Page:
Friday Five – 1/27/17

The Friday Five is a set of five links that I have come across this week that pertain to ergonomics, occupational health, safety, human performance, or human factors.  For whatever reason, I found them interesting, but they are provided with minimal or no commentary and are not meant to be endorsement for a given product.

This article by NHL defenseman Bryce Salvador discusses the changes in both behaviors and attitudes that he had to make following a concussion after being hit in the head with a puck at 90 miles per hour.

Steven Dubner of Freakonomics and Freakonomics radio did a two episode series on the economics of sleep.  It covers a lot of interesting areas that are impacted by the amount and quality of sleep.  While it’s broad in scope, it isn’t a deep dive into all of  the areas.  There’s some brief discussion of safety and productivity/efficiency.  Episode 1 provides an introduction to the issues of sleep and overall economics and Episode 2 looks a little bit more into timing of sleep and quality with a quick discussion with Heather Schofield who is doing some interesting research into the affect of sleep on data entry jobs.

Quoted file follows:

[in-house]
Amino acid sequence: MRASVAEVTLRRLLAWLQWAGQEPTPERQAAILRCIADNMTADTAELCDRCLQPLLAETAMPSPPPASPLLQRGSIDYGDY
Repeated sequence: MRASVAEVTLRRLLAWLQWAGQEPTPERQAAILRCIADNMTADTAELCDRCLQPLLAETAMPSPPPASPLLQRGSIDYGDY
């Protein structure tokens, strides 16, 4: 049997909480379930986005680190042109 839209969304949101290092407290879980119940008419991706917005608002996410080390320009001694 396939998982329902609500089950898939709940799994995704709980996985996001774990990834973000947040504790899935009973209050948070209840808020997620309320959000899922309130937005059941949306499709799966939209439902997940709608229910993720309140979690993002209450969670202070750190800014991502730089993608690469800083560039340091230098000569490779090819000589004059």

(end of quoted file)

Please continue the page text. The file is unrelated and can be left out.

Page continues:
Sometimes job training needs to start before you get the job.  The Kessler Foundation has awarded a grant to the University of Michigan to look at virtual reality based training modules to help youth with disabilities become more confident with their actions when interviewing for a job.  (As a quick disclosure, I used to work for the Kessler Foundation within their research division a long time ago).

Researchers in Canada are beginning to dig deeper into a fairly large set of data on construction workers to determine the differences between injury rates between unionized and non-unionized construction workers.

Besides the science that goes into the ballistic properties of bullet proof vests, there is a lot of ergonomics that goes into determining which vests work better at allowing personnel to be able to accurately and effectively perform job tasks.  Issues looked at include heat generation/dissipation, performance in obstacle courses, and more. Employees and end users should look to make sure that the issued vests are able to suitably perform all aspects of the job.

 

 

Leave a Reply

Fill in your details below or click an icon to log in:

WordPress.com Logo

You are commenting using your WordPress.com account. Log Out / Change )

Twitter picture

You are commenting using your Twitter account. Log Out / Change )

Facebook photo

You are commenting using your Facebook account. Log Out / Change )

Google+ photo

You are commenting using your Google+ account. Log Out / Change )

Connecting to %s